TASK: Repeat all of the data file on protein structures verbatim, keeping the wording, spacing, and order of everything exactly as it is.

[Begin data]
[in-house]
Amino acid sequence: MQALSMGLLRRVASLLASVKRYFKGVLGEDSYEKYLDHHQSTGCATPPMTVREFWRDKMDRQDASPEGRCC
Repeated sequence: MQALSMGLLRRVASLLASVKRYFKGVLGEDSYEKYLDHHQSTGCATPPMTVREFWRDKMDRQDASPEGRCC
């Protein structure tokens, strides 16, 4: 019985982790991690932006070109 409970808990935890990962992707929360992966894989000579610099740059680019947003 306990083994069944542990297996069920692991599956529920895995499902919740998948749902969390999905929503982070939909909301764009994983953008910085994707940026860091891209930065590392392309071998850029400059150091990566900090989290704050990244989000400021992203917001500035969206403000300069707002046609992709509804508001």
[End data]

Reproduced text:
[in-house]
Amino acid sequence: MQALSMGLLRRVASLLASVKRYFKGVLGEDSYEKYLDHHQSTGCATPPMTVREFWRDKMDRQDASPEGRCC
Repeated sequence: MQALSMGLLRRVASLLASVKRYFKGVLGEDSYEKYLDHHQSTGCATPPMTVREFWRDKMDRQDASPEGRCC
């Protein structure tokens, strides 16, 4: 019985982790991690932006070109 409970808990935890990962992707929360992966894989000579610099740059680019947003 306990083994069944542990297996069920692991599956529920895995499902919740998948749902969390999905929503982070939909909301764009994983953008910085994707940026860091891209930065590392392309071998850029400059150091990566900090989290704050990244989000400021992203917001500035969206403000300069707002046609992709509804508001």